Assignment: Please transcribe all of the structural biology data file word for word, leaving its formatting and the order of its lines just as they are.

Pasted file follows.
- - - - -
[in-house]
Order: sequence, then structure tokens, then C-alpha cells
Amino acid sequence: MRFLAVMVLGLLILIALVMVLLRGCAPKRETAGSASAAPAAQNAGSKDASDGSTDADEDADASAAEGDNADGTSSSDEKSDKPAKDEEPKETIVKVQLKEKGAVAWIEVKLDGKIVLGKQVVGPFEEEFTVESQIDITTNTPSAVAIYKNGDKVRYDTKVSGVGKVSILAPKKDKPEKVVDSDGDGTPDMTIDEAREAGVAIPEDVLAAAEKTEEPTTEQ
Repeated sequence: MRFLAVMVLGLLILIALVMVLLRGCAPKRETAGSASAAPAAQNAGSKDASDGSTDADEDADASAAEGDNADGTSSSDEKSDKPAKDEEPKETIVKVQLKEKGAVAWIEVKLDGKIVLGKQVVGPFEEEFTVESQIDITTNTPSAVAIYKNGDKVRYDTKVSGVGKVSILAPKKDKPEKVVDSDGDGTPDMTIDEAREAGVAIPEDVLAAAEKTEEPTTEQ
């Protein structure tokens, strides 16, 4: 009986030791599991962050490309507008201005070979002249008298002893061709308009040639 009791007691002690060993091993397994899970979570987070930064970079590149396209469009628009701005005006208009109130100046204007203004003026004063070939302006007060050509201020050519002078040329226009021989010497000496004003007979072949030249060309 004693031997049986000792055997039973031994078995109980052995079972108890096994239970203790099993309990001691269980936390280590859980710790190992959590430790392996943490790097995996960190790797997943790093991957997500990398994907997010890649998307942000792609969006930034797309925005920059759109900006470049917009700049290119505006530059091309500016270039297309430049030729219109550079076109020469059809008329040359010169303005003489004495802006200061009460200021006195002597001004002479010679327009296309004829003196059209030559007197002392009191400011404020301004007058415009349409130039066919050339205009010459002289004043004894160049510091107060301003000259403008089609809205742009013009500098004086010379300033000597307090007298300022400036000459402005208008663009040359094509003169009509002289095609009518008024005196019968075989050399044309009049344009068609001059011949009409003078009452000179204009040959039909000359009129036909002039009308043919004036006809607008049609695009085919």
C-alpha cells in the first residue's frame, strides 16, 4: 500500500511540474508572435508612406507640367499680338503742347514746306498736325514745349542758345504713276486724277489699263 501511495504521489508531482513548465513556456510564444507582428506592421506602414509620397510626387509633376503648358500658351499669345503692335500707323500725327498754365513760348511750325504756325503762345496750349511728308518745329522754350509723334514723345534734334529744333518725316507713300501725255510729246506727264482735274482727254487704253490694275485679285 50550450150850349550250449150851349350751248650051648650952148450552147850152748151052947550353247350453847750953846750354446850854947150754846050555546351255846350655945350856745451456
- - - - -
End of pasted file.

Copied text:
[in-house]
Order: sequence, then structure tokens, then C-alpha cells
Amino acid sequence: MRFLAVMVLGLLILIALVMVLLRGCAPKRETAGSASAAPAAQNAGSKDASDGSTDADEDADASAAEGDNADGTSSSDEKSDKPAKDEEPKETIVKVQLKEKGAVAWIEVKLDGKIVLGKQVVGPFEEEFTVESQIDITTNTPSAVAIYKNGDKVRYDTKVSGVGKVSILAPKKDKPEKVVDSDGDGTPDMTIDEAREAGVAIPEDVLAAAEKTEEPTTEQ
Repeated sequence: MRFLAVMVLGLLILIALVMVLLRGCAPKRETAGSASAAPAAQNAGSKDASDGSTDADEDADASAAEGDNADGTSSSDEKSDKPAKDEEPKETIVKVQLKEKGAVAWIEVKLDGKIVLGKQVVGPFEEEFTVESQIDITTNTPSAVAIYKNGDKVRYDTKVSGVGKVSILAPKKDKPEKVVDSDGDGTPDMTIDEAREAGVAIPEDVLAAAEKTEEPTTEQ
């Protein structure tokens, strides 16, 4: 009986030791599991962050490309507008201005070979002249008298002893061709308009040639 009791007691002690060993091993397994899970979570987070930064970079590149396209469009628009701005005006208009109130100046204007203004003026004063070939302006007060050509201020050519002078040329226009021989010497000496004003007979072949030249060309 004693031997049986000792055997039973031994078995109980052995079972108890096994239970203790099993309990001691269980936390280590859980710790190992959590430790392996943490790097995996960190790797997943790093991957997500990398994907997010890649998307942000792609969006930034797309925005920059759109900006470049917009700049290119505006530059091309500016270039297309430049030729219109550079076109020469059809008329040359010169303005003489004495802006200061009460200021006195002597001004002479010679327009296309004829003196059209030559007197002392009191400011404020301004007058415009349409130039066919050339205009010459002289004043004894160049510091107060301003000259403008089609809205742009013009500098004086010379300033000597307090007298300022400036000459402005208008663009040359094509003169009509002289095609009518008024005196019968075989050399044309009049344009068609001059011949009409003078009452000179204009040959039909000359009129036909002039009308043919004036006809607008049609695009085919």
C-alpha cells in the first residue's frame, strides 16, 4: 500500500511540474508572435508612406507640367499680338503742347514746306498736325514745349542758345504713276486724277489699263 501511495504521489508531482513548465513556456510564444507582428506592421506602414509620397510626387509633376503648358500658351499669345503692335500707323500725327498754365513760348511750325504756325503762345496750349511728308518745329522754350509723334514723345534734334529744333518725316507713300501725255510729246506727264482735274482727254487704253490694275485679285 50550450150850349550250449150851349350751248650051648650952148450552147850152748151052947550353247350453847750953846750354446850854947150754846050555546351255846350655945350856745451456